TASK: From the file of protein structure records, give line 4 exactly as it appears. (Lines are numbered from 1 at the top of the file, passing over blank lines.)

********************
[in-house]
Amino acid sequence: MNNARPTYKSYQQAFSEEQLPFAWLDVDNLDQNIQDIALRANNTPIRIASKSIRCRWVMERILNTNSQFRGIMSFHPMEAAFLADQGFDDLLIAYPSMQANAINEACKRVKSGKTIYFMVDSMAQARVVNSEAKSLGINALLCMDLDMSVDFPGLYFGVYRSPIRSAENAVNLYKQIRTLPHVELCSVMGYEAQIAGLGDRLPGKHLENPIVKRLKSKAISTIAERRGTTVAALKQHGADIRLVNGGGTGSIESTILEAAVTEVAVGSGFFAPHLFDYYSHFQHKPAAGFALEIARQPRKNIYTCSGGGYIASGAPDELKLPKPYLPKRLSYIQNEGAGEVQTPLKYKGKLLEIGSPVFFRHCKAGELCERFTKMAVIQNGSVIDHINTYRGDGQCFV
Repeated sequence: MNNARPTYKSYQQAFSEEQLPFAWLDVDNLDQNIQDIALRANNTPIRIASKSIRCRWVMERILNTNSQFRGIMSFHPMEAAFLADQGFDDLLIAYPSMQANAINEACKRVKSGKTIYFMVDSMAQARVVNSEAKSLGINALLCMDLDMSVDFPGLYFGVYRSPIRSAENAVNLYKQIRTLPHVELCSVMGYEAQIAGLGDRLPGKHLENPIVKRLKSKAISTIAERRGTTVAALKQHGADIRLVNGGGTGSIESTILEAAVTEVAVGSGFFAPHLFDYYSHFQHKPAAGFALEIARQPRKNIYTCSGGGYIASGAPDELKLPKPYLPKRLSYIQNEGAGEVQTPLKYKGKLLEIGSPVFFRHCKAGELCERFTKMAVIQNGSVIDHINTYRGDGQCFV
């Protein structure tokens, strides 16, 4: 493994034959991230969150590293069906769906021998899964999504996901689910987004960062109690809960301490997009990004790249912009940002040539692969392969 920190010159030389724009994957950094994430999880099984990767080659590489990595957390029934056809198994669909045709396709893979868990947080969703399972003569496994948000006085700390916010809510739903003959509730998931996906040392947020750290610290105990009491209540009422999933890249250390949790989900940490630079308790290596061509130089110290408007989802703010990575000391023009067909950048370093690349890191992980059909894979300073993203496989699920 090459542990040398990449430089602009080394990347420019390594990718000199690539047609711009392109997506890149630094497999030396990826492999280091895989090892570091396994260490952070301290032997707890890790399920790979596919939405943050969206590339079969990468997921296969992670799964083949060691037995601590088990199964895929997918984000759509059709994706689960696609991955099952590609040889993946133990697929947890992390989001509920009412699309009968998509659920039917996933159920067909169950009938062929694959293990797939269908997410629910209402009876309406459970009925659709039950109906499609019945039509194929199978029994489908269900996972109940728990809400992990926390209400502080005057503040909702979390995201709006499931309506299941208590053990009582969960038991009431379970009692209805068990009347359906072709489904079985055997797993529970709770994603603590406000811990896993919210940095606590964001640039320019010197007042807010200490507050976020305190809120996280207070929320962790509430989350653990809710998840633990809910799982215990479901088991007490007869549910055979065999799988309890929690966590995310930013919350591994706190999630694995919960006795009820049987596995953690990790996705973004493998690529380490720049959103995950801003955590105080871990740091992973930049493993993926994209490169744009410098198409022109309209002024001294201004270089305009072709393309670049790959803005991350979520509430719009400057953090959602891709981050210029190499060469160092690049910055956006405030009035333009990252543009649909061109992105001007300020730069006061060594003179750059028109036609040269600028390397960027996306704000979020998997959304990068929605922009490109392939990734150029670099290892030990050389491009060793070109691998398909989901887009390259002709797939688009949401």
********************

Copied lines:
């Protein structure tokens, strides 16, 4: 493994034959991230969150590293069906769906021998899964999504996901689910987004960062109690809960301490997009990004790249912009940002040539692969392969 920190010159030389724009994957950094994430999880099984990767080659590489990595957390029934056809198994669909045709396709893979868990947080969703399972003569496994948000006085700390916010809510739903003959509730998931996906040392947020750290610290105990009491209540009422999933890249250390949790989900940490630079308790290596061509130089110290408007989802703010990575000391023009067909950048370093690349890191992980059909894979300073993203496989699920 090459542990040398990449430089602009080394990347420019390594990718000199690539047609711009392109997506890149630094497999030396990826492999280091895989090892570091396994260490952070301290032997707890890790399920790979596919939405943050969206590339079969990468997921296969992670799964083949060691037995601590088990199964895929997918984000759509059709994706689960696609991955099952590609040889993946133990697929947890992390989001509920009412699309009968998509659920039917996933159920067909169950009938062929694959293990797939269908997410629910209402009876309406459970009925659709039950109906499609019945039509194929199978029994489908269900996972109940728990809400992990926390209400502080005057503040909702979390995201709006499931309506299941208590053990009582969960038991009431379970009692209805068990009347359906072709489904079985055997797993529970709770994603603590406000811990896993919210940095606590964001640039320019010197007042807010200490507050976020305190809120996280207070929320962790509430989350653990809710998840633990809910799982215990479901088991007490007869549910055979065999799988309890929690966590995310930013919350591994706190999630694995919960006795009820049987596995953690990790996705973004493998690529380490720049959103995950801003955590105080871990740091992973930049493993993926994209490169744009410098198409022109309209002024001294201004270089305009072709393309670049790959803005991350979520509430719009400057953090959602891709981050210029190499060469160092690049910055956006405030009035333009990252543009649909061109992105001007300020730069006061060594003179750059028109036609040269600028390397960027996306704000979020998997959304990068929605922009490109392939990734150029670099290892030990050389491009060793070109691998398909989901887009390259002709797939688009949401």